COLOSSIANS 1:12. "who has qualified us." I believe the translation of the New English Bible better communicates the intended meaning: "who has made you fit." The Amplified Bible has, "Who has qualified and made us fit." The words "who has qualified" are a translation of a participle of the Greek verb "hikanoo." This verb is only used one other place in the New Testament, 2 Cor. 3:6, which says: "who also MADE US ADEQUATE as servants of a new covenant, not of the letter, but of the Spirit; for the letter kills, but the Spirit gives life. In 2 Cor. 3:6 the apostle Paul was speaking of the fact that God had made him and his companions adequate ministers of the new covenant. The NIV (in 2 Cor. 3:6) has, "He has made us competent." God made Paul a competent minister by His Spirit.
God MAKES believers FIT "to share in the inheritance of the saints in [the] light" by delivering them from the domain [authority] of [the] darkness and transferring them into the kingdom of the Lord Jesus Christ (Col. 1:13), which is the kingdom of "[the] light," and by making them "saints [holy people]." Colossians 1:14 expands on this deliverance and transformation.
"the inheritance." Normally the New Testament speaks of the inheritance as being yet future (cf., e.g., Acts 20:32; 1 Cor. 6:10; 15:50; Gal. 5:21; Eph. 5:5; Col. 3:24; Heb. 1:14). Here in Col. 1:12 it seems that the apostle speaks of "the inheritance" as being here already. However, the Greek noun "kleros," which is translated "inheritance" in Col. 1:12, need not be translated this way. ((I had an endnote: The NASB translates "kleros" as follows: allotted to your charge (1), inheritance (2), lot (1), lots (5), and portion (2). The other place where the NASB translates "kleros" as inheritance is Acts 26:18. The BAGD Greek Lexicon gives "lot" and "that which is assigned by lot, portion, share" as the basic meaning of this Greek noun. The only verse where it translates "kleros" as "inheritance" is Col. 1:12. It translates "place" in Acts 26:18. I prefer a translation like "lot" or "portion" in Col. 1:12.)) If we do translate "kleros" as "inheritance," we should think of "the inheritance" in its present, preliminary stage (cf., e.g., Eph. 1:13, 14).
"of the saints." "Saints" is a translation of the plural of the Greek adjective "hagios," which is typically translated "saint/holy" in the New Testament. Christians are "saints [holy people]" in that they have been set apart (by God) for God. They have been set apart from the kingdom of the darkness, from slavery to sin, etc. They have been brought into the kingdom of the Lord Jesus Christ, which is the kingdom of the light, and they are slaves of righteousness. Much of Col. 1:9-14 helps explain what it means to be "saints." (Also see Col. 1:21-4:6; 4:12; and chapter 8 of this book.)
"in light." I would translate "in the light" with the NKJV. (The definite article "the" is included in the Greek.) "The light" here is contrasted with "the darkness" mentioned in Col. 1:13. God is light and His kingdom is the kingdom of the light (cf., e.g., John 1:4-9; 8:12; 9:5; Acts 26:18; 1 Pet. 2:9; 1 John 1:5-7; Rev. 21:23; 22:5). To be "in the light" includes being in the truth, life, righteousness, and holiness of God (cf., e.g., Matt. 5:1416; John 3:19-21; 12:35, 36, 44-50; Acts 26:18; Rom. 13:12-14; 2 Cor. 6:14; Eph. 5:1 14; 1 Thess. 5:4-8; 1 John 1:5-9; 2:8-11).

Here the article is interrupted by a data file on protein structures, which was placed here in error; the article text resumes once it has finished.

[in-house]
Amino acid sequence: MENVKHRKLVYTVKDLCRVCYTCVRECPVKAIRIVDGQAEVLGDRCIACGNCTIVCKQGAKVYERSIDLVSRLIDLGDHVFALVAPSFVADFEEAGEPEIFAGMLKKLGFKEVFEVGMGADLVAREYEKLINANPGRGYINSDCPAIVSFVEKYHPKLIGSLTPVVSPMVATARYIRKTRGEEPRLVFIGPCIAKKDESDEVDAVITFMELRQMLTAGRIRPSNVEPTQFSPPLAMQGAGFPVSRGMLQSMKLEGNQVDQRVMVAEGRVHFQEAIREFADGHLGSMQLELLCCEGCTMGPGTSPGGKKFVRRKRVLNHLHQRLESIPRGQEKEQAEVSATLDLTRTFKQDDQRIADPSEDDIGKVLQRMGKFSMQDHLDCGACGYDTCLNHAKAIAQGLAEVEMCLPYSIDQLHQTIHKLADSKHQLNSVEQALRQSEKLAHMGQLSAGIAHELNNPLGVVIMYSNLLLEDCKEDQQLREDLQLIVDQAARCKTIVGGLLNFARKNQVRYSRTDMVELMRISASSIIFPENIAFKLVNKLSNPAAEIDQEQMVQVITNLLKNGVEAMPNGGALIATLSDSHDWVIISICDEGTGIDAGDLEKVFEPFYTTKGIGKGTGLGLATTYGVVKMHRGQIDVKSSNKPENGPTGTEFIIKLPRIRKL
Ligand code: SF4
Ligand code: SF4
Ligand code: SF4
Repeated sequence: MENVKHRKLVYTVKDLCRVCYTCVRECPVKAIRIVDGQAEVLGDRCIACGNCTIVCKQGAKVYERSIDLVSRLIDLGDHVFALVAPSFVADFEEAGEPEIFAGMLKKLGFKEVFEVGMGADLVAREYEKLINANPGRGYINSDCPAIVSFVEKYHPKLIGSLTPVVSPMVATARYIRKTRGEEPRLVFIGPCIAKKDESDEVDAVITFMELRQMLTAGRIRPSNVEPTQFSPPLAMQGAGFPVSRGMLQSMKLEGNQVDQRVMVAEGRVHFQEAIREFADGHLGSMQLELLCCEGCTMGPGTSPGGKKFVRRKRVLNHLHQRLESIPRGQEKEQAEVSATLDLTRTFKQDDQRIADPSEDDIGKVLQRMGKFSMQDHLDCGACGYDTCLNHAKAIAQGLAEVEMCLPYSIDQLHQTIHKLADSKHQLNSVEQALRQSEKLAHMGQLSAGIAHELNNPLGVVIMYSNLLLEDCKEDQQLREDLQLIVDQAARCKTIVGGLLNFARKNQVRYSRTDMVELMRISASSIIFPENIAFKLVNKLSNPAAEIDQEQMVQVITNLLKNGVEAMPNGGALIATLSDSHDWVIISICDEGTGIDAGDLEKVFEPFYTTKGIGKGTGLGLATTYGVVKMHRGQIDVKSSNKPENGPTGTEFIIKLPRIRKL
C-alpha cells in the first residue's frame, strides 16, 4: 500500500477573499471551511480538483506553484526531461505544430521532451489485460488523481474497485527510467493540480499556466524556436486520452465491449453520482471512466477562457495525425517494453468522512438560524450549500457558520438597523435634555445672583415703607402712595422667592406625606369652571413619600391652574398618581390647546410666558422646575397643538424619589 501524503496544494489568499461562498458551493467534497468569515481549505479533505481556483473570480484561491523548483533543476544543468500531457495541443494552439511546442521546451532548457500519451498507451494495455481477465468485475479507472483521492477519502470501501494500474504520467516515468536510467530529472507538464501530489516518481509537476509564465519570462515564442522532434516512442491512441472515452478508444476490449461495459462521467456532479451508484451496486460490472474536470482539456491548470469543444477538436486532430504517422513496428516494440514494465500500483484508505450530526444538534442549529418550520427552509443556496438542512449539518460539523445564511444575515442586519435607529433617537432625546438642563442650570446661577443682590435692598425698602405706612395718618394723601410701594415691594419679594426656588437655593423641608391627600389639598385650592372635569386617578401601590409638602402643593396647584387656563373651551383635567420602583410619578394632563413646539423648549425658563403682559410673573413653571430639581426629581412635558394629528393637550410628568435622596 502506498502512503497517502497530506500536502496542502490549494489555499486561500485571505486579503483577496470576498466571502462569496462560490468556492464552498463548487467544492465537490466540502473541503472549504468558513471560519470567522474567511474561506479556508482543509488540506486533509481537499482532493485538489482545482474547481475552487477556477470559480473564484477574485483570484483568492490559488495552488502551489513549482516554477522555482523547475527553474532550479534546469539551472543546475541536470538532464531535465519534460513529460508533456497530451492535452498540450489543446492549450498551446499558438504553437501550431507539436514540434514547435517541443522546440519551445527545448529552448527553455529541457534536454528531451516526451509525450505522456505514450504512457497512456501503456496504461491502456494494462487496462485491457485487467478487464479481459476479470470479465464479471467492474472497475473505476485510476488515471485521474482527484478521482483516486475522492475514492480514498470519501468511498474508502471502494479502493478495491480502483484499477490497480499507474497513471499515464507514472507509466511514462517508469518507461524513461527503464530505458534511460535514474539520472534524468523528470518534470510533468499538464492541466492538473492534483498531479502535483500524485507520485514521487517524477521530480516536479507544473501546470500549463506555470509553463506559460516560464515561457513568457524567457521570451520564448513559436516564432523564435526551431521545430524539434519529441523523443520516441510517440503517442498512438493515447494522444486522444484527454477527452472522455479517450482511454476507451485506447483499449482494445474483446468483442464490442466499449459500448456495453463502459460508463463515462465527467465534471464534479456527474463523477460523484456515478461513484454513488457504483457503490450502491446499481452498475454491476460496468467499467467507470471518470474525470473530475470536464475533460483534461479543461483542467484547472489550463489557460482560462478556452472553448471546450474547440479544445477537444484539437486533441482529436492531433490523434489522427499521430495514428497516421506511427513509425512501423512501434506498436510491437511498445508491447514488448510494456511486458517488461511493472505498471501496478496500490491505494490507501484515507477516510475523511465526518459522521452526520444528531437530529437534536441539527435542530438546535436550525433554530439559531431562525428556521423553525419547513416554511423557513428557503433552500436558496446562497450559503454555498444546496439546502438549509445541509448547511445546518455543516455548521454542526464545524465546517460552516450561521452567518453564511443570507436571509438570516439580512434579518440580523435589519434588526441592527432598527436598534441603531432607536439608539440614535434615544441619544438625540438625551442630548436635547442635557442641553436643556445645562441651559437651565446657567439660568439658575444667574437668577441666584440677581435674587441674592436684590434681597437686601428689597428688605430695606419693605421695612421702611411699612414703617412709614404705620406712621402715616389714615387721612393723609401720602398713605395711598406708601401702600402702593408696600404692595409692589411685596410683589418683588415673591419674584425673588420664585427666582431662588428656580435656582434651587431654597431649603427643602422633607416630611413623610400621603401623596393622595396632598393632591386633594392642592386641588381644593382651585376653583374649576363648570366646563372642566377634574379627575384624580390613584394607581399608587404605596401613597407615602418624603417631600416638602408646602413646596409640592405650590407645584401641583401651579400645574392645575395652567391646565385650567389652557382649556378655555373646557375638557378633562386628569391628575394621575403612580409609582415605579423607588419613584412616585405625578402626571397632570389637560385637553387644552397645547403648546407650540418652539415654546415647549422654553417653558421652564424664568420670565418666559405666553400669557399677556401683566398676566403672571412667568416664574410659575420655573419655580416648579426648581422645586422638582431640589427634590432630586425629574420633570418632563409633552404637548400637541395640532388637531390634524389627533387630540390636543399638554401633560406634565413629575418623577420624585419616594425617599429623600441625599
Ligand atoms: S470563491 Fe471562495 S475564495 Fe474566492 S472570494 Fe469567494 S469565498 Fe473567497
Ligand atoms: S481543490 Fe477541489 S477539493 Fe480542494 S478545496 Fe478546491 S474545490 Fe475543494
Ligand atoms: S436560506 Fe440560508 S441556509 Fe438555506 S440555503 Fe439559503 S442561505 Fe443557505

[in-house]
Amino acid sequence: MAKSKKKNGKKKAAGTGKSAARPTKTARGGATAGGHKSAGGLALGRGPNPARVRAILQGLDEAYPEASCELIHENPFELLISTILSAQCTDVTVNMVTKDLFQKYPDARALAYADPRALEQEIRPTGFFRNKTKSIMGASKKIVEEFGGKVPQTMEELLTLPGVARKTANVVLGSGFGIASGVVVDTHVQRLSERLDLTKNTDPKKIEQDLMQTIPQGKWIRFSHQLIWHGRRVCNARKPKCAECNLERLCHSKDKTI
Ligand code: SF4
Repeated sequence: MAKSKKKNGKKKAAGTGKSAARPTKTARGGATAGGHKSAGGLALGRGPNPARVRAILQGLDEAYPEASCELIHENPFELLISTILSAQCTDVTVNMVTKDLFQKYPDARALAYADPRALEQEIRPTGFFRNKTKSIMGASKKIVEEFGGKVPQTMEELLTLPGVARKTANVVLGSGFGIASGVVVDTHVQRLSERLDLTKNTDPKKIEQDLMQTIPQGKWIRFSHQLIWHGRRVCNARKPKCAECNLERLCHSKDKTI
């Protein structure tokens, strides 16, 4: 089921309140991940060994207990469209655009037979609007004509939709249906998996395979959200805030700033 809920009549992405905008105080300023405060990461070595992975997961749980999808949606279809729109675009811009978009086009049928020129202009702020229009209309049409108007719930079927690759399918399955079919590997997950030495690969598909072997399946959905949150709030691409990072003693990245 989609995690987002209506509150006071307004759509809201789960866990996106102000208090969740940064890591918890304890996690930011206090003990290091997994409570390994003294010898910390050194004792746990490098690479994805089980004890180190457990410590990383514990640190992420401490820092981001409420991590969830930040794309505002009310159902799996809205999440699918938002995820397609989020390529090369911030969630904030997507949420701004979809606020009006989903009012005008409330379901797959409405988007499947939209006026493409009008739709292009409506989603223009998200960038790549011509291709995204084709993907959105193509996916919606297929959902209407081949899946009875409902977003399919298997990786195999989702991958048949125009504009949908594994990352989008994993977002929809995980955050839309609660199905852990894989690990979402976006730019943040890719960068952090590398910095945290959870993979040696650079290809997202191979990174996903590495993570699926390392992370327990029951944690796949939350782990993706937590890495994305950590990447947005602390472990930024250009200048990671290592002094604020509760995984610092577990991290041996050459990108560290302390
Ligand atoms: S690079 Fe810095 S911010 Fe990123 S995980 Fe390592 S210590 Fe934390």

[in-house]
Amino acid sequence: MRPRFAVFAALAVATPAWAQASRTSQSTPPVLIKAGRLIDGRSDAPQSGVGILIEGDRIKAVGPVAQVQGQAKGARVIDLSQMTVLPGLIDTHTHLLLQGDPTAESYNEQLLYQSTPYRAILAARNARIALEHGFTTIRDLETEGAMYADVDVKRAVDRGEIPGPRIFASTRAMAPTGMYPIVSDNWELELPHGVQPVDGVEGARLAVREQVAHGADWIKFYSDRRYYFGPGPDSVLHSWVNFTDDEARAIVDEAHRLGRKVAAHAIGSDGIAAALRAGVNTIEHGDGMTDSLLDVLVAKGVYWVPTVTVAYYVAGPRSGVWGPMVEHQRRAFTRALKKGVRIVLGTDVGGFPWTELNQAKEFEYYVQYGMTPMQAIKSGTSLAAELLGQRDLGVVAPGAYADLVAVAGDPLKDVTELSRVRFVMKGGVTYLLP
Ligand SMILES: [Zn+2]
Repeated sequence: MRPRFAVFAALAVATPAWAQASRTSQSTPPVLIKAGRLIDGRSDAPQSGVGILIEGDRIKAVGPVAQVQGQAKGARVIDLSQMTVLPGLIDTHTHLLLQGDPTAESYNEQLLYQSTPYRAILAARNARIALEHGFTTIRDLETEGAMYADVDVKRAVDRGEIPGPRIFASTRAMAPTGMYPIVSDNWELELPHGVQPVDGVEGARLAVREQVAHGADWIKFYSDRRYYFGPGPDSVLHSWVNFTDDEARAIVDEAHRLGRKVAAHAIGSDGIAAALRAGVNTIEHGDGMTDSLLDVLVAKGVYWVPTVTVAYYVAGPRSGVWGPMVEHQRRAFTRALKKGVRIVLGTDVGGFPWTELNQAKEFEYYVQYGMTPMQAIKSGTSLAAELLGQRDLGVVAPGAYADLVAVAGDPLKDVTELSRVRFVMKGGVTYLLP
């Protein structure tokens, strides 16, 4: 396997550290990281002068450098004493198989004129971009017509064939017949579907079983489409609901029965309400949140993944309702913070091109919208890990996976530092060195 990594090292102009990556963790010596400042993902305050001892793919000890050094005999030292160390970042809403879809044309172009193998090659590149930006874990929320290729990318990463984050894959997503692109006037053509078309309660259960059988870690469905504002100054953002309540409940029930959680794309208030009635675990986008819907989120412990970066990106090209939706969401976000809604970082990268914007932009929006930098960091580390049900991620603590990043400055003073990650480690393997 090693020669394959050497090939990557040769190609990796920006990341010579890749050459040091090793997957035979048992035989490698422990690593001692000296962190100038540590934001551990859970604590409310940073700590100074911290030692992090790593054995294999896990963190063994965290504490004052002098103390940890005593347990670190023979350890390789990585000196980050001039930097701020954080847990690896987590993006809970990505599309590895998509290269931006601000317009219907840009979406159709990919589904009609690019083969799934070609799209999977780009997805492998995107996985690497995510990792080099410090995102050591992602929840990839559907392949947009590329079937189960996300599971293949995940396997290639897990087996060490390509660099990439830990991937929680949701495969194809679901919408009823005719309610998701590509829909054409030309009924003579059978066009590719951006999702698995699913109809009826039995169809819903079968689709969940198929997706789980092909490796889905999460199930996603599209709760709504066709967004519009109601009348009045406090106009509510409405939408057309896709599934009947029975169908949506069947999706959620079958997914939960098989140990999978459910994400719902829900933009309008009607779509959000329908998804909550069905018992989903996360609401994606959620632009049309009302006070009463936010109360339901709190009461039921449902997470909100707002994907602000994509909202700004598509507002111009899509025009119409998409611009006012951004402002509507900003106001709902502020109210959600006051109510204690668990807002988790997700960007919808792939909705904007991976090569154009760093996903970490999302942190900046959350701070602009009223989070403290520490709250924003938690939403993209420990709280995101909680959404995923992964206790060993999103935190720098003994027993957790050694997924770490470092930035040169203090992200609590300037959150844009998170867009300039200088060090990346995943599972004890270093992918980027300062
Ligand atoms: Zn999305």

Colossians 1:12 in the Amplified Bible: "Giving thanks to the Father, Who has qualified and made us fit to share the portion which is the inheritance of the saints (God's holy people) in the Light."
COLOSSIANS 1:13. "For He delivered us from the domain [authority] of [the] darkness, and transferred us to the kingdom of His beloved Son."
The Greek has, "the darkness." "The darkness" here is contrasted with "the light" of Col. 1:12. Also, as the margin of the NASB shows, a more literal translation of the Greek noun "eksousia" is "authority" instead of "domain."
Formerly we were slaves of sin and Satan, under "the authority of the darkness." (The words "the 'eksousia' of the darkness" are used in the Greek of Luke 22:53. On the sinful deeds of darkness, see, for example, John 3:19-21; Rom. 13:12-14; Eph. 5:8-14; 1 John 2:9-11.) God the Father has "delivered us from the authority/domain [kingdom] of the darkness, and transferred us to the kingdom of His beloved Son [the Son of His love]."
Acts 26:18 (which we will discuss in more detail later in this chapter [but not in these excerpts]) is an important cross reference for Col. 1:12 14. Let's look at this verse.
Acts 26:18. "to open their eyes so that they may turn from darkness to light and from the dominion of Satan to God, in order that they may receive forgiveness [aphesis] of sins and an inheritance among those who have been sanctified by faith in Me."
The Greek noun translated "dominion" in Acts 26:18 is "eksousia" (the noun translated "domain" in Col. 1:13). The dominion/domain/authority [kingdom] of darkness is the equivalent of the dominion/domain/authority [kingdom] of Satan. The emphasis in Acts 26:18 (as in Col. 1:9-14) is on the deliverance from the kingdom of sin, Satan, and darkness and the transformation to the righteousness, holiness, and light of the kingdom of the Lord Jesus Christ.
It is important for us to see that the emphasis of Col. 1:12 and 13 (and Col. 1:9 11) goes far beyond the forgiveness of the guilt of sins, though that is included and is very important. On being set free from the authority of sin, cf., e.g., John 8:31-36; Rom. 5:19-6:23; 8:1-14; 1 Cor. 6:9-11; Gal. 5:16-25; Eph. 4:17-6:20; Titus 2:11-3:11; and 1 Pet. 1:13-2:25. On being set free from the authority of Satan, cf., e.g., Matt. 28:18-20; John 16:11; Gal. 1:4; Eph. 1:20-2:10; 4:27; Col. 2:15; and Heb. 2:14-18.